Camera Controls: Control Wheel & Shutter Release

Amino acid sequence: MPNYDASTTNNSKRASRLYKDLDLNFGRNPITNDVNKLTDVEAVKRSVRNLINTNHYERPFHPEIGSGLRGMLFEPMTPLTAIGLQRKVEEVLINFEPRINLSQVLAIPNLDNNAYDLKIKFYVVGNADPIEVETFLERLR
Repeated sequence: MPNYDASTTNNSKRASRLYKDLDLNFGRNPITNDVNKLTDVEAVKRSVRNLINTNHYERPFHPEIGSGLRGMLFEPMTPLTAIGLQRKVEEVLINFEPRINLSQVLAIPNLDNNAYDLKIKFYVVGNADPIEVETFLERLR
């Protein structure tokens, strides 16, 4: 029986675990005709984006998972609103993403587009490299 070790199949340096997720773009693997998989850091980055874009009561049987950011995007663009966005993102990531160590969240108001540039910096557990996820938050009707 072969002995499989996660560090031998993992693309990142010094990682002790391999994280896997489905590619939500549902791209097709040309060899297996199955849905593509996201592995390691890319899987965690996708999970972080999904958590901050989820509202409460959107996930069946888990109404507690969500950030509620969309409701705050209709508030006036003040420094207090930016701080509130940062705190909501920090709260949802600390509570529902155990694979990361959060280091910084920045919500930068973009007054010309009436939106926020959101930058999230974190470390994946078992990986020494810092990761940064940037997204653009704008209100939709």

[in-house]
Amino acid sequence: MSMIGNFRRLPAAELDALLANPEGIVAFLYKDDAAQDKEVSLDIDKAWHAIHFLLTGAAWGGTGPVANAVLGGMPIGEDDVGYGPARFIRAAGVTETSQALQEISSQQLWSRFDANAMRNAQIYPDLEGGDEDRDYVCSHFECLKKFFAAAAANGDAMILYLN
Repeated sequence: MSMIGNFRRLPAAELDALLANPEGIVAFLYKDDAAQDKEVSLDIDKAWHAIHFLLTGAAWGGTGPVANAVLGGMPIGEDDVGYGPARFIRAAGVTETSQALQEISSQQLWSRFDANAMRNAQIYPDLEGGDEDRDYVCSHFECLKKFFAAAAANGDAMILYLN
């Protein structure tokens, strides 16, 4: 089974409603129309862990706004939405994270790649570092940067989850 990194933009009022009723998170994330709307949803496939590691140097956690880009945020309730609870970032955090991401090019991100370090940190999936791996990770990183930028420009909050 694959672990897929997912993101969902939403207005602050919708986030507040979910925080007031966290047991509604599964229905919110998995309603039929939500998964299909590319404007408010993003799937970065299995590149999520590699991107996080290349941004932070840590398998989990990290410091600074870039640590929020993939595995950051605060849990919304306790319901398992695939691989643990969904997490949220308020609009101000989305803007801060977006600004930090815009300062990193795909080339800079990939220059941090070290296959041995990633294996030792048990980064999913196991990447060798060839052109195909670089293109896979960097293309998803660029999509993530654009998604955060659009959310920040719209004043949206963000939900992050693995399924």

It's time to start with the main portion of the class, all the good stuff, and that's the camera controls. I love this section, because we get to go around and talk about every single button, what it can do, how to set it, and what we can get out of the camera. Let's start with a few basic controls that we're going to be using a lot. Turn the camera on, and it automatically goes to a sensor cleaning system. So it's gonna try to knock dust off with the sensor so that it stays clean. This was a major problem on early digital cameras. You may still need to clean dust. I got dust on my sensor on my recent trip, and that's because it's relatively exposed on these mirrorless cameras. So you do need to be careful about changing lenses. But it's a good system that will help you out as much as it can. The shutter button will need to be half-pressed to wake the camera from the sleep mode that it goes into on a regular basis. We have two main controls, a front dial and a back dial. These are goin...